Buying a Used Car - Tips and Scams to Avoid
Buying a used car can be a tricky process to navigate because no two cars are the same. Each car has a unique history which can either work in your favor or become your biggest nightmare. In addition to the steps required to get a good deal on a new car, when buying a used vehicle there are additional steps you must be aware of.
One of the most important steps is to make sure to run a used car history report in addition to having a certified mechanic inspect the car on a lift. Why should you spend your hard earned money on a mechanic? It's better to pay for a mechanic now than spend thousands on repairs later.
You need to be very careful when buying a used car. You can easily end up with a lemon or rebuilt car. When you see a horrific wreck on the highway you probably don't realize that many of those cars end up repaired, rebuilt and sold on the used car marked.
There are positives to buying used. Most importantly you will get more value for your dollar since somebody else took the huge hit on the initial depreciation. This hit is the largest source of lost money when buying a car. By following our used car buying guide you will learn how to avoid the common scams and pitfalls.
Six Step Roadmap to Buying a Used Car
1) Find the Right Used Car for You
This step may seem obvious but you shouldn't just go out to used car dealerships and start the shopping process. First you should search the online used car classifieds. Go to the local newspaper websites to view the automotive classifieds to view ads for cars that are close to you. However, to get the largest selection we recommend that you use the larger sites with thousands of listings like the ones mentioned below
2) Investigating the Car's History
Most Important Tip to Follow when Buying a Used Car
Whatever you do, you should never buy a car without first verifying what you are buying by running a history report. I get a ton of emails from people that ended up buying a used car and later finding out it had been wrecked. There are body shops that are professionals at making a car look good. It can happen to anybody. If the VIN isn't clearly listed in the ad and the seller won't give it to you then move on to the next car. They are most likely trying to hide something. Since you are normally buying a used car "As Is," you will want to know about any problems before the purchase.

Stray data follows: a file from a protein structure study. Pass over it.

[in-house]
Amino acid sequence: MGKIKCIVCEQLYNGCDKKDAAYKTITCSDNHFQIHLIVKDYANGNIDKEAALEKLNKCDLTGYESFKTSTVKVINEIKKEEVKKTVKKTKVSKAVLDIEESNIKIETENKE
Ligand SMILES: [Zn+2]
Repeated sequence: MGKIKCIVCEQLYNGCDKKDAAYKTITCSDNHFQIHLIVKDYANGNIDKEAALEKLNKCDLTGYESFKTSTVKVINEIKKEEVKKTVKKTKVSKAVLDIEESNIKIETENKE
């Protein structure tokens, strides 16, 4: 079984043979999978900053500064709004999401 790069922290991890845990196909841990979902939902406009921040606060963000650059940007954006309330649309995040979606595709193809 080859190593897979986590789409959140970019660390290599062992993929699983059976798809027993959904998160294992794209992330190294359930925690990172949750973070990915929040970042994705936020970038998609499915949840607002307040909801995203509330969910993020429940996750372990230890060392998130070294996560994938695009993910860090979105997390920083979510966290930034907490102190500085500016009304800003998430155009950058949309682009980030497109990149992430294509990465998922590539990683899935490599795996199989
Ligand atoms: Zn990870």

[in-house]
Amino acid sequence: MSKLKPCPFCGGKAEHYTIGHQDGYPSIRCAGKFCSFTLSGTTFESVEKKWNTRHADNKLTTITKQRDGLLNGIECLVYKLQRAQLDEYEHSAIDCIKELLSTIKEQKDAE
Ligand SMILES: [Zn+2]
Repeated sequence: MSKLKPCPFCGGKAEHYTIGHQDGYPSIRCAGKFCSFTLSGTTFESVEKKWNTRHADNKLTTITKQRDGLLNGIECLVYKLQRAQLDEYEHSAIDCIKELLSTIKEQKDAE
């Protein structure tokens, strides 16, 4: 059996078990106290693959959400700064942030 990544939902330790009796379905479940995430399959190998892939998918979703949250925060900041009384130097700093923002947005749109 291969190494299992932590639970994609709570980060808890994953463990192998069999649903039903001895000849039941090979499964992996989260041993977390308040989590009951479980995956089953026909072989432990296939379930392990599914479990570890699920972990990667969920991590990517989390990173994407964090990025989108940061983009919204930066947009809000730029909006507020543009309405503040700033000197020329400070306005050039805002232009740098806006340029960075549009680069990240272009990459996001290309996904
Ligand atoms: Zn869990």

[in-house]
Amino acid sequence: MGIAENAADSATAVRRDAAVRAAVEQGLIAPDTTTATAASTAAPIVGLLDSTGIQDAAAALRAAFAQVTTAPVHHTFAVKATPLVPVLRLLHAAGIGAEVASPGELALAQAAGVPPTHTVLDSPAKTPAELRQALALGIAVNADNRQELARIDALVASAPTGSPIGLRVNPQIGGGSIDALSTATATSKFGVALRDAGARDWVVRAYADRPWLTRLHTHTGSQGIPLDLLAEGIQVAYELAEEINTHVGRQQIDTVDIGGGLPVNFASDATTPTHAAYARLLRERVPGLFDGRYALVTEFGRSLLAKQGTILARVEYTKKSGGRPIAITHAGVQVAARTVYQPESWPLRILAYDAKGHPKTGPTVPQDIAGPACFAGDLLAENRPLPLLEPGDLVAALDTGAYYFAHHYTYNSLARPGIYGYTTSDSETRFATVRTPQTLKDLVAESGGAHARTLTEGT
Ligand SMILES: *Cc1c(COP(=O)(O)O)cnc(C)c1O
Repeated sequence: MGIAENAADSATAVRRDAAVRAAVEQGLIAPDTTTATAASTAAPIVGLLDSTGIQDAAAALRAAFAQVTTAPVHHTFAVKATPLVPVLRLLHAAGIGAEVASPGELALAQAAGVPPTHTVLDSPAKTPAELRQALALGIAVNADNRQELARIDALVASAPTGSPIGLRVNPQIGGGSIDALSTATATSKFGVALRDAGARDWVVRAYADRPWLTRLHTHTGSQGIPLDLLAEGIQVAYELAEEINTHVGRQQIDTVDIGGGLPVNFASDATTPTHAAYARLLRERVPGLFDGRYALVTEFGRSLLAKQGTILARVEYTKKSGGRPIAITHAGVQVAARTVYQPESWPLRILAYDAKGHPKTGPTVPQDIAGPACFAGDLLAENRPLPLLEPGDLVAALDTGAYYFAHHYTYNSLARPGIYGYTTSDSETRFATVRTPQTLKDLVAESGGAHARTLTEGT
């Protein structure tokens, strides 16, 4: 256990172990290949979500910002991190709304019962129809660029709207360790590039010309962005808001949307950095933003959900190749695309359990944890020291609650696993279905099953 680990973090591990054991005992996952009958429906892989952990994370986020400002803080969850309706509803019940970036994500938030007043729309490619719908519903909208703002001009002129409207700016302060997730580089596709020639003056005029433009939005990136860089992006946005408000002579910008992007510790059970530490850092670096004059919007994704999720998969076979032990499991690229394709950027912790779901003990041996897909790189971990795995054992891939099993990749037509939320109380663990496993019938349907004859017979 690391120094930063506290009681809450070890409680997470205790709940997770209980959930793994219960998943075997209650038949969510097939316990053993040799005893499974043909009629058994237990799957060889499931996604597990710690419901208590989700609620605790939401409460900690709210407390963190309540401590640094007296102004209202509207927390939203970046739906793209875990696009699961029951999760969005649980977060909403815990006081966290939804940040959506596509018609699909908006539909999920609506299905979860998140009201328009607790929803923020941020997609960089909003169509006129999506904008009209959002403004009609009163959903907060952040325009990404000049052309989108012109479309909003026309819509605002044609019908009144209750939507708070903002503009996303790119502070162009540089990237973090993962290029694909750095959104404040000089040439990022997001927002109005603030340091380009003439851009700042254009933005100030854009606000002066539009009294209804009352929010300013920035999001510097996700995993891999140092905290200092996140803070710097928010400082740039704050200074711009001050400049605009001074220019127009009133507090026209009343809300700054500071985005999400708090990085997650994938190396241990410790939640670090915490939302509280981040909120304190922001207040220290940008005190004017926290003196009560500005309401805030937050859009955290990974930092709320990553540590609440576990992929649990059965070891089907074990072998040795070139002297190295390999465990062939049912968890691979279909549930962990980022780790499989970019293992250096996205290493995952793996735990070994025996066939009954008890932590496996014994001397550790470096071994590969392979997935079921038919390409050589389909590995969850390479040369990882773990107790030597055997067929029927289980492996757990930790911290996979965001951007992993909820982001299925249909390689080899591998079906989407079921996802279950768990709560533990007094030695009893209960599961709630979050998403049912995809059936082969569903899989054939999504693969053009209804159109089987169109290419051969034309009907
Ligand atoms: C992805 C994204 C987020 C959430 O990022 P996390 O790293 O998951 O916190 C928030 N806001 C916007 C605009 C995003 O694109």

CarBuyingTips.com recommends the AutoCheck 25 report package. It gives you the ability to run 25 reports over 21 days so you will be able to compare the histories of the cars you are seriously considering.
3) Financing a Used Car
Financing is handled differently depending on whether you are purchasing from a dealership or a private party. Either way, most banks will not give you a loan for a car older than 4 or 5 years. In general, you will pay at least 2% higher APR for a used car than you would on a new car loan but you can offset this by using an online lender that specialized in financing used cars such as the ones we recommend. Try to have your credit score over 680 because you will be considered a prime borrower and get the lowest possible APR. If your credit is really bad you might want to try and repair it before you buy a car.
4) Negotiating Like a Pro
Out of all the steps to buying a used car, the one-on-one negotiation is the most daunting! You need to use all of the available information to your advantage to drive the price down. Before you begin negotiating, invest the time to do all of the research we recommend. Since there is so much to learn about negotiating, we have written a full page of advice for you.
5) Closing the Deal
Now that your price negotiating is complete, it is time finalize the transaction. You should never pay cash because if something goes wrong you may have trouble getting your money back. Besides, carrying around large sums of cash is dangerous. You should pay with a credit card if possible or a check of some type (personal, official check, etc.). With a credit card or check you have a paper trail and some recourse available if something goes wrong.
One of the trickiest things to deal with when finalizing the purchase of a used car is when the seller still owes money on it. This should only occur when you are buying from a private party. The lender is holding the title and you must make arrangements with them to have the note paid off and the title transferred to you.
6) Get an Extended Warranty to Protect Your Purchase
If you buy a used car that is no longer covered by the manufactures warranty, you are at risk for expensive repairs. That's why CarBuyingTips.com recommends that you get an extended warranty any time you are in this situation. In our extended warranty section, we review high quality warranty sites like CARCHEX and a strong competitor of theirs, Warranty Direct. Both of these companies offer extended warranties at much lower prices than you will find at dealerships. If you buy a 3 or 4 year old used car, chances are that the manufacturer's warranty has expired and you will be liable for the repair costs. Don't be fooled by high mileage "powertrain" warranties as these do not cover most common problems. Do your research to determine what is actually covered by the manufacturer and what isn't.
If you bought your car from a private seller it will always be "As Is". I don't think you really have any choice in this case and you must buy an extended warranty or you are taking too much risk.